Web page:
Australia’s mini fiscal cliff seems obvious to everyone except the federal Treasurer and his shadow, both pointing everywhere else as they wrestle each other over the edge.
It’s printed plainly in today’s national accounts: the 0.5 per cent private sector investment contribution to gross domestic product neatly cancelled out by the minus 0.5 per cent contribution from government sector investment, leaving it to inventories and household consumption (0.3 and 0.2 per cent respectively) to provide the 0.5 per cent bottom line lift for the September quarter.
And Wayne Swan and Joe Hockey both promise further tightening of fiscal policy. With Hockeynomics, it could be a dramatic further tightening, unless there’s dramatic further spending as well – it’s hard to tell from the opposition’s promises to spend more and spend less and tax less, except when taxing more.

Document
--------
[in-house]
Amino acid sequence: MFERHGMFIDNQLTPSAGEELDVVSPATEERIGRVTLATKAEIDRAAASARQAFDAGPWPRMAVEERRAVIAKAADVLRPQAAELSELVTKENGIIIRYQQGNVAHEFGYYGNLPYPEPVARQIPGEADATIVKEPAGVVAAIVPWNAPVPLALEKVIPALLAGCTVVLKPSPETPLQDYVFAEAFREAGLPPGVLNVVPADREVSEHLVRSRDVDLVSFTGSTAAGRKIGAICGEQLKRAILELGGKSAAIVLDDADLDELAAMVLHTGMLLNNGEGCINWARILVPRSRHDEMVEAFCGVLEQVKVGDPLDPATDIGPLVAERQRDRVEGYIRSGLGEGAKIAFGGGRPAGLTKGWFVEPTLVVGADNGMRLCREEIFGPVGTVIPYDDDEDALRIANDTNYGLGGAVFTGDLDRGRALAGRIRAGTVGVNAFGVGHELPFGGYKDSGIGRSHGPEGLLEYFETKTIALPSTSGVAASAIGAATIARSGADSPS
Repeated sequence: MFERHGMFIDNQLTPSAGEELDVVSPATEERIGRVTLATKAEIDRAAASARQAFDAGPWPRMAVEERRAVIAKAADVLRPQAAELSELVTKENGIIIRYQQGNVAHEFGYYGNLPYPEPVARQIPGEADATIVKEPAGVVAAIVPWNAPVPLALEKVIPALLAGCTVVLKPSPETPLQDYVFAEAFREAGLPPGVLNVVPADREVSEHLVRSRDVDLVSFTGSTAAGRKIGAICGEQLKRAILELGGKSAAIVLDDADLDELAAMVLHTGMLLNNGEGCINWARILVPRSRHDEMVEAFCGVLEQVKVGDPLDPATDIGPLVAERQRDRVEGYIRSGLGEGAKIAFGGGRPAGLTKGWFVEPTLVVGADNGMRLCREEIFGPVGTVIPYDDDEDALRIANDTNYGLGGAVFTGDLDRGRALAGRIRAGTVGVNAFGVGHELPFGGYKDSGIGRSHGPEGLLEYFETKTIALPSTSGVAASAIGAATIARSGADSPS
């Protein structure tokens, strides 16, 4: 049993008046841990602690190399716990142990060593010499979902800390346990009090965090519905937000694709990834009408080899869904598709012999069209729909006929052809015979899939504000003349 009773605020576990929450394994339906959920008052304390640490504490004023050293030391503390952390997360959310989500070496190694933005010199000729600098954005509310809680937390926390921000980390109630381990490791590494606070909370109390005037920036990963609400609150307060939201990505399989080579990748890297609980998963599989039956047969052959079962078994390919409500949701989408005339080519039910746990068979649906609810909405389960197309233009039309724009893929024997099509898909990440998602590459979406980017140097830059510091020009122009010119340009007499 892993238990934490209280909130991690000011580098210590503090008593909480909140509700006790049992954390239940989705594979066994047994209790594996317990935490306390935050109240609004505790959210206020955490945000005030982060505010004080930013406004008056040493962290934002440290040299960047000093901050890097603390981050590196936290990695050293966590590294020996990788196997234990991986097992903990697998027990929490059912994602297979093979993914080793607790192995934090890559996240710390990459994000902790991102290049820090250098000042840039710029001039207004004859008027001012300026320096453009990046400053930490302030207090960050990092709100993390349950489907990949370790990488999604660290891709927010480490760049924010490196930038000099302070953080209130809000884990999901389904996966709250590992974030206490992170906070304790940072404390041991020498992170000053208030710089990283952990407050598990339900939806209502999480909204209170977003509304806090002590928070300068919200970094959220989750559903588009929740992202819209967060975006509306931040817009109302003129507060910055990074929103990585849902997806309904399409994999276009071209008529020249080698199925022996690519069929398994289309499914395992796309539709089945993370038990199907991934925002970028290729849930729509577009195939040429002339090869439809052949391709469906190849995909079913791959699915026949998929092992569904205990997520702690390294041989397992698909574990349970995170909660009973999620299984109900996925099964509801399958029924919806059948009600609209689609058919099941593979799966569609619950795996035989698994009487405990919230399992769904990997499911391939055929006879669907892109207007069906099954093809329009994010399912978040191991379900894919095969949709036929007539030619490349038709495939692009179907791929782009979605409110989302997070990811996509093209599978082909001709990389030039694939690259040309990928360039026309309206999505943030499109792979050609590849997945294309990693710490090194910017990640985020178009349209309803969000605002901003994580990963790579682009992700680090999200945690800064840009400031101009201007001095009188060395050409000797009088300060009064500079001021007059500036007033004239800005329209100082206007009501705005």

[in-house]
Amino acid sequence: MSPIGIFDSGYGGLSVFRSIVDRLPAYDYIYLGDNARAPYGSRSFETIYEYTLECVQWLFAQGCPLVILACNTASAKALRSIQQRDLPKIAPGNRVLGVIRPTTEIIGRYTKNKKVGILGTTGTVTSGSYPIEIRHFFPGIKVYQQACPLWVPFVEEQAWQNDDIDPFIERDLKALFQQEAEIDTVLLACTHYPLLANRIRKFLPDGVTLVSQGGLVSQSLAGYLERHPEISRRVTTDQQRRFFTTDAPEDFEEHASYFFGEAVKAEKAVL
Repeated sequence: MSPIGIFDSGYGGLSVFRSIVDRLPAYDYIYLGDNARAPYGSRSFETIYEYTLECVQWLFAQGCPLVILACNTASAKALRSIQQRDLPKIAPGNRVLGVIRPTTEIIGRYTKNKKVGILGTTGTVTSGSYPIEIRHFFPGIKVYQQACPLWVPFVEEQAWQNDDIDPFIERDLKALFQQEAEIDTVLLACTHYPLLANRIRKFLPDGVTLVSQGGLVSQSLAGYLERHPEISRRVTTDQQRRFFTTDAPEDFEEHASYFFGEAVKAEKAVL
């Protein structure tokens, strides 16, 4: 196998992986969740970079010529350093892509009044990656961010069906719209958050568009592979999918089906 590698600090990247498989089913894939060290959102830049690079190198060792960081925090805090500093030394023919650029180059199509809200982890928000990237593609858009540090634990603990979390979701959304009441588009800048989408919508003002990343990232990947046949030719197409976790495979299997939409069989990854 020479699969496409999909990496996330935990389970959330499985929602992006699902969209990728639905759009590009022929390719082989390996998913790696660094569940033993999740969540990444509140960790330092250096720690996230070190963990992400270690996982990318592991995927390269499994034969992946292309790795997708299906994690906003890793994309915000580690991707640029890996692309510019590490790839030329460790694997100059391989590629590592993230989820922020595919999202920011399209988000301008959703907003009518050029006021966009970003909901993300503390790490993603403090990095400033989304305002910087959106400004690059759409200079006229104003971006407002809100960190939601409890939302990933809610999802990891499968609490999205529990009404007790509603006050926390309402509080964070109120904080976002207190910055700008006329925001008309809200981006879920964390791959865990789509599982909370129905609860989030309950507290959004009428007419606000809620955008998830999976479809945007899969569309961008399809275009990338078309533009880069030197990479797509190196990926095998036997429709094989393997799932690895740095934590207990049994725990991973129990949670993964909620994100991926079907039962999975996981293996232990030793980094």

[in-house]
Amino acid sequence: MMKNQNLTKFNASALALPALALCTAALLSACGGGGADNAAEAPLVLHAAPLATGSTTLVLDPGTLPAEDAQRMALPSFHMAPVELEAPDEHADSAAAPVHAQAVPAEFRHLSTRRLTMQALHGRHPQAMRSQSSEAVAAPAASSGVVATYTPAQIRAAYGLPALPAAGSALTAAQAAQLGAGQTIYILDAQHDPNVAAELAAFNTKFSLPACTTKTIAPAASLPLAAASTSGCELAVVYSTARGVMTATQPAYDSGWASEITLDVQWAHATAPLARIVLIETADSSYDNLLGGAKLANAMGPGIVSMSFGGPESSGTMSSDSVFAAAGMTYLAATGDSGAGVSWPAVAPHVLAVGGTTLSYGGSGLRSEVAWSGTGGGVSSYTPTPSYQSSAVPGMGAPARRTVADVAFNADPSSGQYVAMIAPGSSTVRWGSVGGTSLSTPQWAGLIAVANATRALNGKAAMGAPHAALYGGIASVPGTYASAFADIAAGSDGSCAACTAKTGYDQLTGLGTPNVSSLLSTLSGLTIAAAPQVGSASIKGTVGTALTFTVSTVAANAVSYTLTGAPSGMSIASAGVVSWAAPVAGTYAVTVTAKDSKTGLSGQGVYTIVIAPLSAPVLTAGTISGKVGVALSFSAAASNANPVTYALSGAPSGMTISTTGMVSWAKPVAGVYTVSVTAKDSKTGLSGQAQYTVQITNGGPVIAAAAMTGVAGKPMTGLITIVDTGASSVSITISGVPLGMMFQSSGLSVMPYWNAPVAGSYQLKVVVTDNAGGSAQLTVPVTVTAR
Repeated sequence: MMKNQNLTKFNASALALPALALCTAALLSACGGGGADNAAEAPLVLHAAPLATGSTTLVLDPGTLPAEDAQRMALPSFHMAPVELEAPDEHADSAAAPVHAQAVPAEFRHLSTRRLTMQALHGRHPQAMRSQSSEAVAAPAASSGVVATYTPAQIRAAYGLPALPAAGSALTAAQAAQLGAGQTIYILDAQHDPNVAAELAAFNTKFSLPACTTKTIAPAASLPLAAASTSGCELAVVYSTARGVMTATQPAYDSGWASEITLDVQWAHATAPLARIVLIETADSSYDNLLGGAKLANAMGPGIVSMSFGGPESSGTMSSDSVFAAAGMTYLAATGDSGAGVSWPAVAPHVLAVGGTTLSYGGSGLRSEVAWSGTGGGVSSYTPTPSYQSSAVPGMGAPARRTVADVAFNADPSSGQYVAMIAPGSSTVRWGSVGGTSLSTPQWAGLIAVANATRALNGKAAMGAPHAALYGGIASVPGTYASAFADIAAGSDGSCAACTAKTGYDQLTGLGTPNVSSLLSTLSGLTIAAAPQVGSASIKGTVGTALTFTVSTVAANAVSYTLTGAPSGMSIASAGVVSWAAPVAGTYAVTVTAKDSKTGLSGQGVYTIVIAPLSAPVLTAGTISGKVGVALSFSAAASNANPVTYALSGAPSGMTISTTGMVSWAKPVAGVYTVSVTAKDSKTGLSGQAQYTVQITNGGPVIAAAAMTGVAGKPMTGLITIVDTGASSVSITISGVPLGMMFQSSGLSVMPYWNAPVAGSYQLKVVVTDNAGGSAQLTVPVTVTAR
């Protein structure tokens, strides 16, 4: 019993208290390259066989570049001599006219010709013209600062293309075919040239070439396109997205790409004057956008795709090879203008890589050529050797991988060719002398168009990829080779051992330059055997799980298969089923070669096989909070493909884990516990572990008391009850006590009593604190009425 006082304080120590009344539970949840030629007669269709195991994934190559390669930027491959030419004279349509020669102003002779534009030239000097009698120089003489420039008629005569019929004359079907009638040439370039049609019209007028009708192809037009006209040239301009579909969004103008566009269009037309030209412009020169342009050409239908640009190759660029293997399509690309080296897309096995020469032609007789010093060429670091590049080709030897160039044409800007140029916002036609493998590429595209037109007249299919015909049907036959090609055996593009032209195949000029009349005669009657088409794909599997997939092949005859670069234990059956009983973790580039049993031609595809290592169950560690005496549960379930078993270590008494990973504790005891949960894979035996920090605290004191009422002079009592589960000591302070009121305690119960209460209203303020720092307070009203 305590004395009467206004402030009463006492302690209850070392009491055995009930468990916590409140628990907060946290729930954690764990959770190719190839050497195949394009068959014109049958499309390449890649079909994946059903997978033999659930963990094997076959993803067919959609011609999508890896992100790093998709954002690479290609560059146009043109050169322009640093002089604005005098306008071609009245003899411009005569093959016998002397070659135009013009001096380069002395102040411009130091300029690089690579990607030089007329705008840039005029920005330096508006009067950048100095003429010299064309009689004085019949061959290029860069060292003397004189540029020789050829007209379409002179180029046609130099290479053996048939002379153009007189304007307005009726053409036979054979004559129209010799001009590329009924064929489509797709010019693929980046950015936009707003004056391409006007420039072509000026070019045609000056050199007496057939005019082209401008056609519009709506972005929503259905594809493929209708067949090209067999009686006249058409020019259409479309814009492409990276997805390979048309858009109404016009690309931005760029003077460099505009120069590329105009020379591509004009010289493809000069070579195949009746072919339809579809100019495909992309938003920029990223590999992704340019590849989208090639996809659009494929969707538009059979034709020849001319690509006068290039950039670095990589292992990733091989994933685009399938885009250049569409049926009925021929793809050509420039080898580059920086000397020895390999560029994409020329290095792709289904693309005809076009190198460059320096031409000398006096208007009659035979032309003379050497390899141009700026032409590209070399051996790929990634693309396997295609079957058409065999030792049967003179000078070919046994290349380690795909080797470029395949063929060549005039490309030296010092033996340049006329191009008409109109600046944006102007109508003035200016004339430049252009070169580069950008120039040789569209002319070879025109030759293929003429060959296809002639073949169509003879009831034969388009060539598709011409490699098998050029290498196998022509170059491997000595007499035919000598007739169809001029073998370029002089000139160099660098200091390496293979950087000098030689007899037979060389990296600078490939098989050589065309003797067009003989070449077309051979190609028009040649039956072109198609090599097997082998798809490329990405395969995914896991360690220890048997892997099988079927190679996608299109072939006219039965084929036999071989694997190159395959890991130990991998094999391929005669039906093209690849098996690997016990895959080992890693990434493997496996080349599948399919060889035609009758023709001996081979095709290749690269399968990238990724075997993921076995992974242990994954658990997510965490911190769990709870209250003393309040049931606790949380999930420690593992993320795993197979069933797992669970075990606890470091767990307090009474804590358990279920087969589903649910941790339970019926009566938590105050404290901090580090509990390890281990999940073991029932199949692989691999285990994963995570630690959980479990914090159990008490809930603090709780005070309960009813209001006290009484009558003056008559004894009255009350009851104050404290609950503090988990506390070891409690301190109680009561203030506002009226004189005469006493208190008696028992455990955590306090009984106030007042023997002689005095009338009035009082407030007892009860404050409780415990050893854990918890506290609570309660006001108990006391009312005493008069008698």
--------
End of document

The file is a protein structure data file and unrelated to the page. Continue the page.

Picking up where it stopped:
Bernie Fraser thinks the government’s pursuit of an immediate surplus is stupid, but it seems to be the only federal bipartisan goal.
With the government wedded to a sharp fiscal tightening, the Reserve Bank is playing catch-up in its attempts to stimulate the economy.
The policy choice to pursue sub-trend growth of a little below 3 per cent is far from hardship. It just means a more difficult economic environment than we had been used to with growth around trend.
If the world is kind and the incentive of cheap money to spend and invest takes hold, it will eventually work out, but the hypocrisy of simultaneously wanting the government to do more and less will have to be left behind.
Beyond the political noise, the Treasury has been sending the clear message that there are bigger and unavoidable demographic challenges fast approaching that will make the present tiff over a nominal surplus look easy indeed. Looks like we’ll just have to get used to the cliff face.
Michael Pascoe is a BusinessDay contributing editor